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UNO, other colleges expanding computer science programs

The University of New Orleans is bracing for another possible round of budget cuts to be announced at the end of the week.  While the state deals with a billion-dollar deficit, the university is balancing the need to cut with the need to expand, especially into tech industry jobs.

At UNO, as with any campus, some know what they will do when they graduate while others do not.  But few in the computer science program worry.

Student Scott Hedrick, "I've got more work than I want."

Each year, UNO produces about one-fourth of the computer science graduates in the state, and the demand is so great that most are finding work before they graduate.

"I do research work and we have coordinated work with a software company in New York," said student Jonathan Redman.

Thanks to growth in the tech industry, fueled in part by a 35-percent tax credit for digital media and software development, there are so many job openings that many are going unfilled.  "On the one hand we have a great demand, but our schools are playing catchup," said Michael Hecht with GNO Inc.

While most students are finding as much work as they want in the computer science department, others are starting to blaze their own trails as tech entrepreneurs.

Student Scott Hedrick has formed a limited liability corporation to work in the computer industry. "It started out, let's get one contract job and see how long it will run, and now I get calls regularly," he said.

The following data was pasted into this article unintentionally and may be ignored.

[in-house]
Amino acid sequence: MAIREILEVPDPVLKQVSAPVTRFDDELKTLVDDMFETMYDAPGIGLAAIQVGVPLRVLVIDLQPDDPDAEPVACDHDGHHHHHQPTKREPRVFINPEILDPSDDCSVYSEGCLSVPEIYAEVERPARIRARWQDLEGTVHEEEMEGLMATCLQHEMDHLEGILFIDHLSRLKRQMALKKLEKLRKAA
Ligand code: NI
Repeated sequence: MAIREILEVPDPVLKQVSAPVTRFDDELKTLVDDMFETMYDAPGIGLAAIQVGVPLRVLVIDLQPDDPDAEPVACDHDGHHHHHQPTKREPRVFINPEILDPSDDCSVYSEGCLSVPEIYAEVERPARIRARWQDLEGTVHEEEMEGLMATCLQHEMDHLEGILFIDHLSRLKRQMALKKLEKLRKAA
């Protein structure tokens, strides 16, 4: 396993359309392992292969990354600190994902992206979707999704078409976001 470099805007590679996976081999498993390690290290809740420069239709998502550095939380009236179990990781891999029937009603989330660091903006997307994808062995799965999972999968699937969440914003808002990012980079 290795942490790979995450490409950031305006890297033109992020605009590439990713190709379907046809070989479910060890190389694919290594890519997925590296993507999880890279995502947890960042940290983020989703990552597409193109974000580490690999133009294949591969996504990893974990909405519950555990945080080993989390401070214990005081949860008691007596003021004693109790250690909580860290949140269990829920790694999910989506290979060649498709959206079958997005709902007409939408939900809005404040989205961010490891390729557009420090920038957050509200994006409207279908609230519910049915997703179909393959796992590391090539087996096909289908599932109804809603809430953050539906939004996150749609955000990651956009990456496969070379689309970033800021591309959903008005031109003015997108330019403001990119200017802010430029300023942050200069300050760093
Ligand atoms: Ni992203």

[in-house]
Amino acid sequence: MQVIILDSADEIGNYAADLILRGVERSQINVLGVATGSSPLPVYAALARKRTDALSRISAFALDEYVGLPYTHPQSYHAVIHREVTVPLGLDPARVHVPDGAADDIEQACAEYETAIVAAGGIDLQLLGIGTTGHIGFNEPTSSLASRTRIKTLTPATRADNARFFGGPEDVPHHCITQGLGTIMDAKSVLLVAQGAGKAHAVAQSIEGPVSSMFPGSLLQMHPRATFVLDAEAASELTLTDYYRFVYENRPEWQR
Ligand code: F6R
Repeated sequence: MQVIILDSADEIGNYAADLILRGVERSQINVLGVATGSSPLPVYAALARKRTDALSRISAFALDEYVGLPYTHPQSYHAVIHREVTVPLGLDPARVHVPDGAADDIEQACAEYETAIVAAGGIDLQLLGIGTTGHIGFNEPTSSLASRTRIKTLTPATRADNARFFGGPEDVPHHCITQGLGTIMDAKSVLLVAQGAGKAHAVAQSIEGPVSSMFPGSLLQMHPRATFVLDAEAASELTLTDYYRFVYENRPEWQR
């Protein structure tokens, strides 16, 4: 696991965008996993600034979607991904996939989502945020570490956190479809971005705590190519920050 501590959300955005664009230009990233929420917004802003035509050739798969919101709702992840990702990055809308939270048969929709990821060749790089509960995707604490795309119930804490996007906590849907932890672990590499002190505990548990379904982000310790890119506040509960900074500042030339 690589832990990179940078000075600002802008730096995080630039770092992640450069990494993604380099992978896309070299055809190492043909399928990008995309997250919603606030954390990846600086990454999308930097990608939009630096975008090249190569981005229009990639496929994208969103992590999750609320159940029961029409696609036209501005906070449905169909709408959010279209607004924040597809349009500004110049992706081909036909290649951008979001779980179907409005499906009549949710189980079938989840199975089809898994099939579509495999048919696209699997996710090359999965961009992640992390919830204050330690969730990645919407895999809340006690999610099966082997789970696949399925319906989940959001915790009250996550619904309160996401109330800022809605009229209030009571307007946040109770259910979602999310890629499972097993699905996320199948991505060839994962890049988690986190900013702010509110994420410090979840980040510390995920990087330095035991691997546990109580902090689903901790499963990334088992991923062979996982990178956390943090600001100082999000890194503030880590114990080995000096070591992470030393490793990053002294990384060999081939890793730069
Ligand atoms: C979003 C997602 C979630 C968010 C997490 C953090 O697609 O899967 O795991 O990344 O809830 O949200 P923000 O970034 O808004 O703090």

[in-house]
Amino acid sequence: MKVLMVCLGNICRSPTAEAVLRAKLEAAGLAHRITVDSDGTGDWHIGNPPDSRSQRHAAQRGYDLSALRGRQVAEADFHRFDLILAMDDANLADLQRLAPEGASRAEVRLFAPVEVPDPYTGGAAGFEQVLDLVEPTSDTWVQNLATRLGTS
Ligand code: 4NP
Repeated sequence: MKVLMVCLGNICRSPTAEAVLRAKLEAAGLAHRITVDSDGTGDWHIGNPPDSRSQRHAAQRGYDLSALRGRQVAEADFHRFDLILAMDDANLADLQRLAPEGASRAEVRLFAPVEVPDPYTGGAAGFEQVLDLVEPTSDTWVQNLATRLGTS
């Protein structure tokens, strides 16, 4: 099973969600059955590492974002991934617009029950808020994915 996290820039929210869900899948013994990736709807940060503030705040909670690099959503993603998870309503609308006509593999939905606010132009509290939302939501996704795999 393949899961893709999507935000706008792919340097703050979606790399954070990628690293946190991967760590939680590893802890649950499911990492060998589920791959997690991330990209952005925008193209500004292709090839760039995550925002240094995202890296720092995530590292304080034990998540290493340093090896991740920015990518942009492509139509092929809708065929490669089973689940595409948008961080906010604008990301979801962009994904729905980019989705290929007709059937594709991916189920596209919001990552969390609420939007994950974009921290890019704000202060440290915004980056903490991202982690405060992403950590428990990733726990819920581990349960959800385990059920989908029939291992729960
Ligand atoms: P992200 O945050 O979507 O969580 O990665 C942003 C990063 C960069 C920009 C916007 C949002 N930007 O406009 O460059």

The university is now bracing for possible cuts to be announced this week, after taking a $14 million hit over the past year. "Expectations are more cuts will come, and we're trying to plan long-term strategically", said Dr. Peter Fos, university president.

Fos says the school won't do across-the- board cuts, and he will work to keep high-demand programs such as computer science and engineering fully staffed. In fact, staff in those programs may be added.  "Right now we're graduating between 80 and 90 a year, and we will have to double that to meet the need."

The UNO computer science program is expanding into high-tech security, and many of its students will stay in New Orleans.

"It's great, it's exciting to stay in your hometown and get the kind of job they deserve to have," said professor Chris Summa.

Students are excited about their future, both before and after graduation. "I couldn't be happier." said Hedrick.

UNO isn't the only university that's expanding to meet the local need for tech workers.  Tulane recently reorganized its computer science department and is once again offering a four-year degree, as well as a PhD program.  Loyola is also adding a new online degree program in cyber security, as well as a minor in computer science.

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